Dr. Wilfred Ochan further highlighted UNFPA’s support for Ghana’s National Obstetric Fistula Programme, including financial aid for surgical repairs, capacity building for surgeons, facility equipment, and advocacy efforts.

Dr. Ochan underscored the importance of an integrated and collaborative approach to successfully combating obstetric fistula and bringing back smiles to affected women. He emphasized the need for a comprehensive approach to end fistula and expressed gratitude to all public and private partners.

Country Representative of UNFPA Ghana, Dr. Wilfred Ochan and the First Lady of Ghana, Her Excellency Mrs. Rebecca Akuffo Addo

The First Lady of the Republic of Ghana, Her Excellency Mrs. Rebecca Akuffo Addo, while addressing the audience also acknowledged the natural desire of women to have children and the societal importance of childbirth. However, she underscored the current state of emergency, where a significant number of pregnancies become complicated, requiring urgent intervention.

Obstetric fistula, she noted, is a devastating consequence, causing shame, worthlessness, and social ostracization for affected women.

“Pregnancy and birth are God’s own plan to ensure the continuation of life. Women all over the world desire to have children as a biological and social cultural fulfillment of their life on this earth. As nations depend on births to replace the dead and weak, and look to each generation of children to invigorate society and create the innovations that make a nation great. Ladies and gentlemen, pregnancy is physiological and should follow a natural course until the child is born,” Mrs. Akuffo said.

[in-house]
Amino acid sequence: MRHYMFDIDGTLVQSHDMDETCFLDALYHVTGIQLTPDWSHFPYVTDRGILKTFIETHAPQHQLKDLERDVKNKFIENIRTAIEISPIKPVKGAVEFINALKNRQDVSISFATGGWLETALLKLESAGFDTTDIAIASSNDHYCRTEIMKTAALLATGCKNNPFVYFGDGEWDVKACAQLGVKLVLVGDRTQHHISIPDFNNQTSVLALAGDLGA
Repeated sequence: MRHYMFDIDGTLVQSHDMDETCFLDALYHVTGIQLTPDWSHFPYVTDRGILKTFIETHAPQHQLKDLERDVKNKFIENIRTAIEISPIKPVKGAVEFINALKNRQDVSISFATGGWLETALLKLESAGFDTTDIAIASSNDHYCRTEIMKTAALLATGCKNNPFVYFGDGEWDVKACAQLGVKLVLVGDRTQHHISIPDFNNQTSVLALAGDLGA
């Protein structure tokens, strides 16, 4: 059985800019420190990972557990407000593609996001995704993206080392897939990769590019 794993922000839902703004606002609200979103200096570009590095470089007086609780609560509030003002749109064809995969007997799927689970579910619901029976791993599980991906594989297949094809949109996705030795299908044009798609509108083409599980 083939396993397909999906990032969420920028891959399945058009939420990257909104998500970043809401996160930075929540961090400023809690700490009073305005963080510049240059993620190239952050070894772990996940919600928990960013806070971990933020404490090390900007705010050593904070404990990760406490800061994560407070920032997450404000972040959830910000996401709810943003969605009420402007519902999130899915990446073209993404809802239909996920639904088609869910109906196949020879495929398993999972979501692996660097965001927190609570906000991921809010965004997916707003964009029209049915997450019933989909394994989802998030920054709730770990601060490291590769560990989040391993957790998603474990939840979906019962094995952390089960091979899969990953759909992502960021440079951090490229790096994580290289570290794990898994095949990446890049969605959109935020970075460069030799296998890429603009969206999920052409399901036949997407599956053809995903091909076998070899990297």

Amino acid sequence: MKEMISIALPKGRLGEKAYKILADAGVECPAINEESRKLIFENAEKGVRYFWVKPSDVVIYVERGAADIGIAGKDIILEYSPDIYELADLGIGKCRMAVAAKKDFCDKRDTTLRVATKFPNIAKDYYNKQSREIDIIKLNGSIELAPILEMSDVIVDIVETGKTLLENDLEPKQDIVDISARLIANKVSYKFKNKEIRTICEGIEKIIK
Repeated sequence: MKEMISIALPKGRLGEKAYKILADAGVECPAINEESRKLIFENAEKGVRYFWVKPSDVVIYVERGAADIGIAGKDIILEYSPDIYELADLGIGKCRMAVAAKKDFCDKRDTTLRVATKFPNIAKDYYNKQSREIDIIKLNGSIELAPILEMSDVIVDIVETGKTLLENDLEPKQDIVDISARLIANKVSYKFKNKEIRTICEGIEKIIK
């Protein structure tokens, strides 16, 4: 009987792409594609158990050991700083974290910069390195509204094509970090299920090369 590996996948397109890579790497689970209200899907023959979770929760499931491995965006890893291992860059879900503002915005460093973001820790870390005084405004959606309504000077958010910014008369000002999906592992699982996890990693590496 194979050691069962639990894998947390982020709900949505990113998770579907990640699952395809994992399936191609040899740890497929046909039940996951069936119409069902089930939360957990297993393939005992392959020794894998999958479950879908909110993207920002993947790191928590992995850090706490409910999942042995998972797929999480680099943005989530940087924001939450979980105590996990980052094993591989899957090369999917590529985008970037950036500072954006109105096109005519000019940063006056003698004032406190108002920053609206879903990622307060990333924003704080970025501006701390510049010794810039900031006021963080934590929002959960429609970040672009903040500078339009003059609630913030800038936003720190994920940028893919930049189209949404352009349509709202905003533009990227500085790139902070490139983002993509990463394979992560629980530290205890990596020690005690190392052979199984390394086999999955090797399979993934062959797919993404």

“Yet as we have learned today, a significant number of pregnancies will become complicated and require urgent intervention to save the life of the mother and the unborn baby. Obstetric fistula is one of the worst things that can happen to any woman. Anticipated joy turns into a very difficult situation. A sense of shame and worthlessness ensues. This is worsened by the stigma and discrimination from their own spouses, families and community members. These women are ostracized and consequently lose their livelihood.,” she added.

The First Lady expressed hope, stating that with proper healthcare during pregnancy, fistula can be prevented, and for those who develop it, surgery can offer a remedy.

She further commended the collaborative efforts of UNFPA, the Ghana Health Services, the World Food Programme, Access and Fidelity Banks, the media, and other stakeholders in their determination to end obstetric fistula in Ghana.